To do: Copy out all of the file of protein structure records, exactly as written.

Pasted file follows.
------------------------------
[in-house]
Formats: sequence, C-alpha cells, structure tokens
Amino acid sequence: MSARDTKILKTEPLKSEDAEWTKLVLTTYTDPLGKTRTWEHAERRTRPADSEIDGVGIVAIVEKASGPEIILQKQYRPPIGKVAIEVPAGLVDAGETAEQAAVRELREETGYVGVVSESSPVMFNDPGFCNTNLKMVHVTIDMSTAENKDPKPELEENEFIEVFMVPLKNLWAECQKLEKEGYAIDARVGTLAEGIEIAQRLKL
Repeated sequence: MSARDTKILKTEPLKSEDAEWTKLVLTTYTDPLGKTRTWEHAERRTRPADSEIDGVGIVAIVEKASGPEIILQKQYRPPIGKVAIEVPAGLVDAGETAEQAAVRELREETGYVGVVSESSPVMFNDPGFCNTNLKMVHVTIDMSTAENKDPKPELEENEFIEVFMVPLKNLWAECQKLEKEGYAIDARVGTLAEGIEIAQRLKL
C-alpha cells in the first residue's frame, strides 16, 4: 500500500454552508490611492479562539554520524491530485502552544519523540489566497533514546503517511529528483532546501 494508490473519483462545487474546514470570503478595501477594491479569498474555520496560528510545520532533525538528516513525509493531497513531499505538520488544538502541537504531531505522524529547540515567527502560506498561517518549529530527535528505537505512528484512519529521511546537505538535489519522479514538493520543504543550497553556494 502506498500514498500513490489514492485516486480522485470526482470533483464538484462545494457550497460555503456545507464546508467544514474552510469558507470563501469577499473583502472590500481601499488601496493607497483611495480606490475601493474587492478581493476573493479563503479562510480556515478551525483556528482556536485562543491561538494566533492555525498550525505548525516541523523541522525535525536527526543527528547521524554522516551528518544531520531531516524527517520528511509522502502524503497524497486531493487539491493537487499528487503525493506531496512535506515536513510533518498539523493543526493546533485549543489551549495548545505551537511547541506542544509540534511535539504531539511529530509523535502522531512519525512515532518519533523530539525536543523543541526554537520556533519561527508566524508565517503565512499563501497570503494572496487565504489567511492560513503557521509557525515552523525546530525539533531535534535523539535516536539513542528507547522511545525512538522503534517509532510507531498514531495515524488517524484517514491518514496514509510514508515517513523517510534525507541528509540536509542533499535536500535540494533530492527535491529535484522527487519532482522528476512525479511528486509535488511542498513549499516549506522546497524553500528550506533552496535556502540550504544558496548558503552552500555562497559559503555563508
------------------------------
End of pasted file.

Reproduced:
[in-house]
Formats: sequence, C-alpha cells, structure tokens
Amino acid sequence: MSARDTKILKTEPLKSEDAEWTKLVLTTYTDPLGKTRTWEHAERRTRPADSEIDGVGIVAIVEKASGPEIILQKQYRPPIGKVAIEVPAGLVDAGETAEQAAVRELREETGYVGVVSESSPVMFNDPGFCNTNLKMVHVTIDMSTAENKDPKPELEENEFIEVFMVPLKNLWAECQKLEKEGYAIDARVGTLAEGIEIAQRLKL
Repeated sequence: MSARDTKILKTEPLKSEDAEWTKLVLTTYTDPLGKTRTWEHAERRTRPADSEIDGVGIVAIVEKASGPEIILQKQYRPPIGKVAIEVPAGLVDAGETAEQAAVRELREETGYVGVVSESSPVMFNDPGFCNTNLKMVHVTIDMSTAENKDPKPELEENEFIEVFMVPLKNLWAECQKLEKEGYAIDARVGTLAEGIEIAQRLKL
C-alpha cells in the first residue's frame, strides 16, 4: 500500500454552508490611492479562539554520524491530485502552544519523540489566497533514546503517511529528483532546501 494508490473519483462545487474546514470570503478595501477594491479569498474555520496560528510545520532533525538528516513525509493531497513531499505538520488544538502541537504531531505522524529547540515567527502560506498561517518549529530527535528505537505512528484512519529521511546537505538535489519522479514538493520543504543550497553556494 502506498500514498500513490489514492485516486480522485470526482470533483464538484462545494457550497460555503456545507464546508467544514474552510469558507470563501469577499473583502472590500481601499488601496493607497483611495480606490475601493474587492478581493476573493479563503479562510480556515478551525483556528482556536485562543491561538494566533492555525498550525505548525516541523523541522525535525536527526543527528547521524554522516551528518544531520531531516524527517520528511509522502502524503497524497486531493487539491493537487499528487503525493506531496512535506515536513510533518498539523493543526493546533485549543489551549495548545505551537511547541506542544509540534511535539504531539511529530509523535502522531512519525512515532518519533523530539525536543523543541526554537520556533519561527508566524508565517503565512499563501497570503494572496487565504489567511492560513503557521509557525515552523525546530525539533531535534535523539535516536539513542528507547522511545525512538522503534517509532510507531498514531495515524488517524484517514491518514496514509510514508515517513523517510534525507541528509540536509542533499535536500535540494533530492527535491529535484522527487519532482522528476512525479511528486509535488511542498513549499516549506522546497524553500528550506533552496535556502540550504544558496548558503552552500555562497559559503555563508